Every month, Attorney David Cohen will answer a few general Canadian immigration questions submitted by our readers. These questions cover immigration programs, eligibility, processing, language requirements, investing in Canada, landing, admissibility, studying in Canada, working in Canada, and much more.
Here are this month’s questions and answers.
1. I find the conversion from various language tests to Canadian Language Benchmarks very confusing. Is this information presented in a simplified way anywhere?
The government of Canada has developed what are known as the Canadian Language Benchmarks (CLBs) in order to assess the language proficiency of immigration candidates. However, the standardized language tests recognized by the government of Canada, listed below, do not provide test results using the CLBs as units of measurement. Indeed, each test assesses candidates differently. For many people, this can be confusing.
The Canada Immigration Language Converter is an exclusive tool designed for the purpose of providing clarity on this matter. Users can input their test results and see the corresponding CLBs, or they can input the CLBs they know they need and see the test results they need to obtain for their specific situation. The tool works both ways.
An individual’s proficiency is determined using results from a test issued by a designated organization. There are two designated organizations for English language testing:
- International English Language Testing System (IELTS)
- Canadian English Language Proficiency Index Program (CELPIP)
CELPIP tests may only be taken within Canada, whereas IELTS tests are held in various locations around the world, including Canada.
For French language testing, the only accepted test for federal economic immigration programs is the Test d’Evaluation de Français (TEF). For economic immigration to the province of Quebec, other tests may be taken; to learn more about proving French language ability for immigration to Quebec, click here.
2. What does the government of Quebec mean when it speaks of ‘areas of training’ for the Quebec Skilled Worker Program?
Under the Quebec Skilled Worker Program — a points-based Canadian immigration program — up to 16 points may be awarded for an individual’s area of training. This equates to the individual’s diploma or degree, with certain types of education (training) awarded more points than others. An individual’s work experience does not affect the points awarded for area of training.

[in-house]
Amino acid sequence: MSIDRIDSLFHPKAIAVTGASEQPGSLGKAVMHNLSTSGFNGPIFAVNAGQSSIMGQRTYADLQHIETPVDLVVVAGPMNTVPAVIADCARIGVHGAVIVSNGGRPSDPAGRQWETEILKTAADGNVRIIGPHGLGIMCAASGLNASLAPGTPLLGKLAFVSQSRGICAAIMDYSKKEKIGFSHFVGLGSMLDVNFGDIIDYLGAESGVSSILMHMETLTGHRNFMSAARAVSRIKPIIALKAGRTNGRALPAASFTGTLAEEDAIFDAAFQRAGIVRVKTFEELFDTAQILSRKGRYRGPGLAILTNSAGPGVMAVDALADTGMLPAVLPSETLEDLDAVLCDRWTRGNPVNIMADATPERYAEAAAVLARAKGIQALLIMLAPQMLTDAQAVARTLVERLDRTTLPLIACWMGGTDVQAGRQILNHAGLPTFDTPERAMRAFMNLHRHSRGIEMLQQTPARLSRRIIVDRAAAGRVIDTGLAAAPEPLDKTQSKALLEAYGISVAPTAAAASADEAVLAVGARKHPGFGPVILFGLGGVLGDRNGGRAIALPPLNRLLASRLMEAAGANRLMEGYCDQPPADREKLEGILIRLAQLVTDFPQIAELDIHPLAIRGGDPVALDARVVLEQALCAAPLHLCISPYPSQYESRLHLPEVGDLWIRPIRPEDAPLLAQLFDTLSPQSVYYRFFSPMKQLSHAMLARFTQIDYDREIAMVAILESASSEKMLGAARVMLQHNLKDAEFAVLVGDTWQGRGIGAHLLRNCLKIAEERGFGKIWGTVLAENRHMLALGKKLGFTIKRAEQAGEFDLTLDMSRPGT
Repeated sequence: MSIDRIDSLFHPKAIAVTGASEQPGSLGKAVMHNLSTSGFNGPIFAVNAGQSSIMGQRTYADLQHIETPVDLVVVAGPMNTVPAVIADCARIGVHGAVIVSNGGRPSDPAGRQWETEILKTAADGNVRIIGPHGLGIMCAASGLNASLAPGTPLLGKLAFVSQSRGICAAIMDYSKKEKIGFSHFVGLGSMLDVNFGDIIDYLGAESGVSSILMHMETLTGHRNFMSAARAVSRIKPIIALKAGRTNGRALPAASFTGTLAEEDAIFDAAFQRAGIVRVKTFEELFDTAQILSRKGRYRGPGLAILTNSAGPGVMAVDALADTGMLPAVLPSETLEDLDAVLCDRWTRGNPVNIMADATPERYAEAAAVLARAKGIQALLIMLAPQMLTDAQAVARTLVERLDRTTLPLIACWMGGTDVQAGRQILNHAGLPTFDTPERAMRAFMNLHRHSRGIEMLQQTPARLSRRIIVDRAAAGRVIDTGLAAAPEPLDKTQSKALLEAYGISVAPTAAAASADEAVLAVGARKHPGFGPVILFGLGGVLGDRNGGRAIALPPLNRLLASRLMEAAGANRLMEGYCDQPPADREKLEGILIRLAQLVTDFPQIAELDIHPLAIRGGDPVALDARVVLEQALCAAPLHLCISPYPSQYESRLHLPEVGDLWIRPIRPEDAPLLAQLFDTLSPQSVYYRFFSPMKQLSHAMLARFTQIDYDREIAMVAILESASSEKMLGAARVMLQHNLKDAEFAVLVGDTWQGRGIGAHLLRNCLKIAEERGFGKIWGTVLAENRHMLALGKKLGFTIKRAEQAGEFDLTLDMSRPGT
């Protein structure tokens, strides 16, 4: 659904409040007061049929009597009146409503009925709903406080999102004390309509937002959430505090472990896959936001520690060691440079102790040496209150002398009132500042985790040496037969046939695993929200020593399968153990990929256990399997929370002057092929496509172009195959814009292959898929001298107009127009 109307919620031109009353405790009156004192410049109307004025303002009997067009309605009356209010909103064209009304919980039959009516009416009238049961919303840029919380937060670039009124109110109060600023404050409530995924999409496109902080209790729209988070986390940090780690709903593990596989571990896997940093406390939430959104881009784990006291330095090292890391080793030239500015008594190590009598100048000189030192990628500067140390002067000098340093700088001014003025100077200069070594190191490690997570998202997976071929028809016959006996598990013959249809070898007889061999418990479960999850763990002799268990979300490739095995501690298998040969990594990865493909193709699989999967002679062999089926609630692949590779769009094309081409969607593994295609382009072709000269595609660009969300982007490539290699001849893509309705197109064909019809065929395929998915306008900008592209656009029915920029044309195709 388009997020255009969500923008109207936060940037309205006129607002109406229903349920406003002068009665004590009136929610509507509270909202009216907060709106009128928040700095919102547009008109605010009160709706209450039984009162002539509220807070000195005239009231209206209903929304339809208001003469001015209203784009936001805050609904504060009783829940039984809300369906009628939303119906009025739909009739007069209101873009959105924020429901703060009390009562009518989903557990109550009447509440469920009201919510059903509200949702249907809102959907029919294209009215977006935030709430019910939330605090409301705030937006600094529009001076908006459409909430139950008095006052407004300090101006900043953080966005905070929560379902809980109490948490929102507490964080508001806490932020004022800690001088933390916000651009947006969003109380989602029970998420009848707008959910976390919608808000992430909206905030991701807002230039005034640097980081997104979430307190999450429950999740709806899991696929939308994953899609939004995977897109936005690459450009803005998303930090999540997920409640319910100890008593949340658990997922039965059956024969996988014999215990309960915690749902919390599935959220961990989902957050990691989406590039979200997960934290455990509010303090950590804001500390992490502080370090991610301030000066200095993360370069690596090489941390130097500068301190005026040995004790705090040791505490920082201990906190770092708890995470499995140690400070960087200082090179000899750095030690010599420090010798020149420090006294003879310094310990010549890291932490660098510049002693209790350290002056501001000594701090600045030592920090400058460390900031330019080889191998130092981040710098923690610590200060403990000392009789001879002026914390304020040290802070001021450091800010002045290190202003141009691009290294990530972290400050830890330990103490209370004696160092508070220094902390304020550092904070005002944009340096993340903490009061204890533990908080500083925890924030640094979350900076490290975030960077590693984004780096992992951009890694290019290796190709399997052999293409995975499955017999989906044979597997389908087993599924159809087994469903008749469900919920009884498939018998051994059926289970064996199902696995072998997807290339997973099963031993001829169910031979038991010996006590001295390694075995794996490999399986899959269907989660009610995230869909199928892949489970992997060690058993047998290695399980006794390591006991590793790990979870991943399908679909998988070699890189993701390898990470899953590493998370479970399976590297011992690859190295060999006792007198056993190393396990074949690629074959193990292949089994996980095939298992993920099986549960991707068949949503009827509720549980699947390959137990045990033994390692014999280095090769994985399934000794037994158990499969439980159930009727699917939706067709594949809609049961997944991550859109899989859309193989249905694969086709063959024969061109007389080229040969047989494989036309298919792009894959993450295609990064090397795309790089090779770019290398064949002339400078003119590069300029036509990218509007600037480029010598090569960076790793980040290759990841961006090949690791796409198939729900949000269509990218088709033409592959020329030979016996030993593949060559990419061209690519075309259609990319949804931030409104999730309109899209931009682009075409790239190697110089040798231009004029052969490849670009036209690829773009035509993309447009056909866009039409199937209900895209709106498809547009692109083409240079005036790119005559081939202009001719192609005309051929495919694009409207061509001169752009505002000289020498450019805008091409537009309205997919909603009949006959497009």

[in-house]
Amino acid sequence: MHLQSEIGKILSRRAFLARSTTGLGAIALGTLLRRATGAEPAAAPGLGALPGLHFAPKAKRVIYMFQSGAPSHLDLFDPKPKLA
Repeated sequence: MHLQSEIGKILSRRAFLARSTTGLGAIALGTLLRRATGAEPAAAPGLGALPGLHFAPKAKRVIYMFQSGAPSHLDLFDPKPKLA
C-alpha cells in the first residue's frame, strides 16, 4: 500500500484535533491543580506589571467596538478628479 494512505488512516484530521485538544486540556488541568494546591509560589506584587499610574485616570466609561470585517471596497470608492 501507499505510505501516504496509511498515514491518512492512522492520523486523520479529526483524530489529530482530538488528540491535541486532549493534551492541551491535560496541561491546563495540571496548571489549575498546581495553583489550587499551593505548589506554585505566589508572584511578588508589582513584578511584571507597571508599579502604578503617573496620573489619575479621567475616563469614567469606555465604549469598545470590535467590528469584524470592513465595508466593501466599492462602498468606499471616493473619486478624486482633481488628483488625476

From time to time, the government of Quebec revises the number of points awarded for different areas of training in keeping with changes in the provincial labour market. Currently, occupations in engineering, health care, IT, natural sciences, business, and trades are prioritized under the QSWP, though this list is by no means exhaustive.
Given that under the current program regulations a single applicant requires only 49 points in order to be eligible (applicants with an accompanying spouse or common-law partner require 57 points), the area of training may provide up to around 30 per cent of a potential applicant’s points total.
To view an interactive area of training table, click here.
Please note that Quebec will begin to accept new applications for this program as of Tuesday, August 16. Individuals have until this date to create a profile under the program’s Mon projet Québec online application management system. This step is mandatory for people wishing to submit an application. You can read the latest Quebec immigration news in the previous edition of CICNews.
(Note that Quebec also calls this program its ‘Regular Skilled Worker Program’.)
3. I have read that Canada’s new government and Prime Minister are open to the rights of LGBT people. Does this extend to Canada’s immigration laws?
For many years, Canada has been known as a place where people and couples in the LGBT community can live openly and in freedom. This reality has arguably never been more evident than under the current government, with the Prime Minister having recently raised the Pride flag over the Canadian Parliament. Canada’s immigration laws reflect this national openness towards LGBT people.
Under economic immigration programs, under which Canada welcomes the majority of new permanent residents, same-sex marriage is recognized in the same way that a marriage between a man and a woman is recognized.
Under Canada’s Family Class immigration category, individuals can apply to sponsor their same-sex partner as a spouse if the sponsor:
- is a citizen or permanent resident of Canada and
- the couple were married in Canada and issued a marriage certificate by a Canadian province or territory on or after one of these dates:
- British Columbia (on or after July 8, 2003),
- Manitoba (on or after September 16, 2004),
- New Brunswick (on or after July 4, 2005),
- Newfoundland and Labrador (on or after December 21, 2004),
- Nova Scotia (on or after September 24, 2004),
- Ontario (on or after June 10, 2003),
- Quebec (on or after March 19, 2004),
- Saskatchewan (on or after November 5, 2004),
- Yukon (on or after July 14, 2004) or
- all other provinces or territories (on or after July 20, 2005).
If the couple was married outside Canada, the sponsor may apply to sponsor his or her partner as long as the marriage is legally recognized according to both the law of the place where the marriage occurred and under Canadian law. If the couple is unmarried, the sponsor may be able to sponsor his or her partner as a common-law or conjugal partner.
In order to apply for refugee status in Canada, applicants must have a well-founded fear of persecution in their home country. Individuals from certain countries and regions around the world may be able to claim refugee status on the grounds of their sexual identity.
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